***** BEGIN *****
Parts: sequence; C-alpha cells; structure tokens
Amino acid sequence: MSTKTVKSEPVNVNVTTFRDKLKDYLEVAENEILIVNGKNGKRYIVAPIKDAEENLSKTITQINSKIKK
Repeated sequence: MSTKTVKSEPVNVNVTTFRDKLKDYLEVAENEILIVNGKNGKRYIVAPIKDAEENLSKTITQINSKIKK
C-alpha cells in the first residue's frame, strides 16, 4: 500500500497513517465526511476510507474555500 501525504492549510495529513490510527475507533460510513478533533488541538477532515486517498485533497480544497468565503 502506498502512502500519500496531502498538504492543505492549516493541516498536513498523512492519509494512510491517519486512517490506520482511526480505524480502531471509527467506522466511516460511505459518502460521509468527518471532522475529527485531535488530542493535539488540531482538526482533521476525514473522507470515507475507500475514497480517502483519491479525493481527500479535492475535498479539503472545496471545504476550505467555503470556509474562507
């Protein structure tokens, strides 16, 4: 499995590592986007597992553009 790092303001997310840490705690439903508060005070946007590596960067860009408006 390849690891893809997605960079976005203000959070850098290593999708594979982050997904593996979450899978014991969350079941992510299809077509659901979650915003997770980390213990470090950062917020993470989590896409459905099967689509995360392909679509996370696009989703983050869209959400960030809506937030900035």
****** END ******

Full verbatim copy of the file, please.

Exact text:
Parts: sequence; C-alpha cells; structure tokens
Amino acid sequence: MSTKTVKSEPVNVNVTTFRDKLKDYLEVAENEILIVNGKNGKRYIVAPIKDAEENLSKTITQINSKIKK
Repeated sequence: MSTKTVKSEPVNVNVTTFRDKLKDYLEVAENEILIVNGKNGKRYIVAPIKDAEENLSKTITQINSKIKK
C-alpha cells in the first residue's frame, strides 16, 4: 500500500497513517465526511476510507474555500 501525504492549510495529513490510527475507533460510513478533533488541538477532515486517498485533497480544497468565503 502506498502512502500519500496531502498538504492543505492549516493541516498536513498523512492519509494512510491517519486512517490506520482511526480505524480502531471509527467506522466511516460511505459518502460521509468527518471532522475529527485531535488530542493535539488540531482538526482533521476525514473522507470515507475507500475514497480517502483519491479525493481527500479535492475535498479539503472545496471545504476550505467555503470556509474562507
């Protein structure tokens, strides 16, 4: 499995590592986007597992553009 790092303001997310840490705690439903508060005070946007590596960067860009408006 390849690891893809997605960079976005203000959070850098290593999708594979982050997904593996979450899978014991969350079941992510299809077509659901979650915003997770980390213990470090950062917020993470989590896409459905099967689509995360392909679509996370696009989703983050869209959400960030809506937030900035």